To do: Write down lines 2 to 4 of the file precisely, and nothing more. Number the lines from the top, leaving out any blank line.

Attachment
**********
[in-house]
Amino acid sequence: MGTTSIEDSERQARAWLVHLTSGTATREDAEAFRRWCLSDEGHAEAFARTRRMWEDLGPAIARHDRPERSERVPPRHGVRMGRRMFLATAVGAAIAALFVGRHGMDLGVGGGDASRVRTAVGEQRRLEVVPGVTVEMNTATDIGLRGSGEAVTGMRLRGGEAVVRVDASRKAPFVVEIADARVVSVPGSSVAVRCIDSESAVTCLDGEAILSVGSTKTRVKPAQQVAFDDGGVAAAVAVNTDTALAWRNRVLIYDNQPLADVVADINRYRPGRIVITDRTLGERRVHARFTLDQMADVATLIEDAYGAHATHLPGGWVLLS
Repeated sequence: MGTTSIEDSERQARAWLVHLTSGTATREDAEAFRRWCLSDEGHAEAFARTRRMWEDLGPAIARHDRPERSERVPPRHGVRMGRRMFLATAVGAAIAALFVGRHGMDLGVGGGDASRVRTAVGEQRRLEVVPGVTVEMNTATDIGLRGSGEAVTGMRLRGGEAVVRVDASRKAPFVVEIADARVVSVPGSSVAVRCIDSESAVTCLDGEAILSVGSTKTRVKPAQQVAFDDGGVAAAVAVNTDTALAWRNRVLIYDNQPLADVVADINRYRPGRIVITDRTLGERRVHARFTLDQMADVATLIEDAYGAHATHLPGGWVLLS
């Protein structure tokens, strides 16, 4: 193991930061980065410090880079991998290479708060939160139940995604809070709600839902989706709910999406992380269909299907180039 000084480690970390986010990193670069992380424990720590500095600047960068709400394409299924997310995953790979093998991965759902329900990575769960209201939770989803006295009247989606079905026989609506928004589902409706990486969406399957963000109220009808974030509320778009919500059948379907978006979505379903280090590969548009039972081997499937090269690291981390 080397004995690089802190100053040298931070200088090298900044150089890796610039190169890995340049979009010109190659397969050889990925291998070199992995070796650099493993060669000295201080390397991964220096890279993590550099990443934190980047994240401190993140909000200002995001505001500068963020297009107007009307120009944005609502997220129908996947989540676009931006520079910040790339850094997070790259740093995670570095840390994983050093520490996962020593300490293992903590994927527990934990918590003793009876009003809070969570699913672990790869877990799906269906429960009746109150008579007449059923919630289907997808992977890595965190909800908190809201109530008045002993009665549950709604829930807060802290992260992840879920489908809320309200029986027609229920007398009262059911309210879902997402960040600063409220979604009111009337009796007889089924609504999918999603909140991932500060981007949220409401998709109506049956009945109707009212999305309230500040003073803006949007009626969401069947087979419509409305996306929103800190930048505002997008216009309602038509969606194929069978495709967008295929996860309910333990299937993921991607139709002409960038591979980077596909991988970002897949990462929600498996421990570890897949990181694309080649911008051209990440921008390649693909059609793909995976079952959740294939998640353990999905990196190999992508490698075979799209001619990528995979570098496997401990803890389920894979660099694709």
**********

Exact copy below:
Amino acid sequence: MGTTSIEDSERQARAWLVHLTSGTATREDAEAFRRWCLSDEGHAEAFARTRRMWEDLGPAIARHDRPERSERVPPRHGVRMGRRMFLATAVGAAIAALFVGRHGMDLGVGGGDASRVRTAVGEQRRLEVVPGVTVEMNTATDIGLRGSGEAVTGMRLRGGEAVVRVDASRKAPFVVEIADARVVSVPGSSVAVRCIDSESAVTCLDGEAILSVGSTKTRVKPAQQVAFDDGGVAAAVAVNTDTALAWRNRVLIYDNQPLADVVADINRYRPGRIVITDRTLGERRVHARFTLDQMADVATLIEDAYGAHATHLPGGWVLLS
Repeated sequence: MGTTSIEDSERQARAWLVHLTSGTATREDAEAFRRWCLSDEGHAEAFARTRRMWEDLGPAIARHDRPERSERVPPRHGVRMGRRMFLATAVGAAIAALFVGRHGMDLGVGGGDASRVRTAVGEQRRLEVVPGVTVEMNTATDIGLRGSGEAVTGMRLRGGEAVVRVDASRKAPFVVEIADARVVSVPGSSVAVRCIDSESAVTCLDGEAILSVGSTKTRVKPAQQVAFDDGGVAAAVAVNTDTALAWRNRVLIYDNQPLADVVADINRYRPGRIVITDRTLGERRVHARFTLDQMADVATLIEDAYGAHATHLPGGWVLLS
């Protein structure tokens, strides 16, 4: 193991930061980065410090880079991998290479708060939160139940995604809070709600839902989706709910999406992380269909299907180039 000084480690970390986010990193670069992380424990720590500095600047960068709400394409299924997310995953790979093998991965759902329900990575769960209201939770989803006295009247989606079905026989609506928004589902409706990486969406399957963000109220009808974030509320778009919500059948379907978006979505379903280090590969548009039972081997499937090269690291981390 080397004995690089802190100053040298931070200088090298900044150089890796610039190169890995340049979009010109190659397969050889990925291998070199992995070796650099493993060669000295201080390397991964220096890279993590550099990443934190980047994240401190993140909000200002995001505001500068963020297009107007009307120009944005609502997220129908996947989540676009931006520079910040790339850094997070790259740093995670570095840390994983050093520490996962020593300490293992903590994927527990934990918590003793009876009003809070969570699913672990790869877990799906269906429960009746109150008579007449059923919630289907997808992977890595965190909800908190809201109530008045002993009665549950709604829930807060802290992260992840879920489908809320309200029986027609229920007398009262059911309210879902997402960040600063409220979604009111009337009796007889089924609504999918999603909140991932500060981007949220409401998709109506049956009945109707009212999305309230500040003073803006949007009626969401069947087979419509409305996306929103800190930048505002997008216009309602038509969606194929069978495709967008295929996860309910333990299937993921991607139709002409960038591979980077596909991988970002897949990462929600498996421990570890897949990181694309080649911008051209990440921008390649693909059609793909995976079952959740294939998640353990999905990196190999992508490698075979799209001619990528995979570098496997401990803890389920894979660099694709």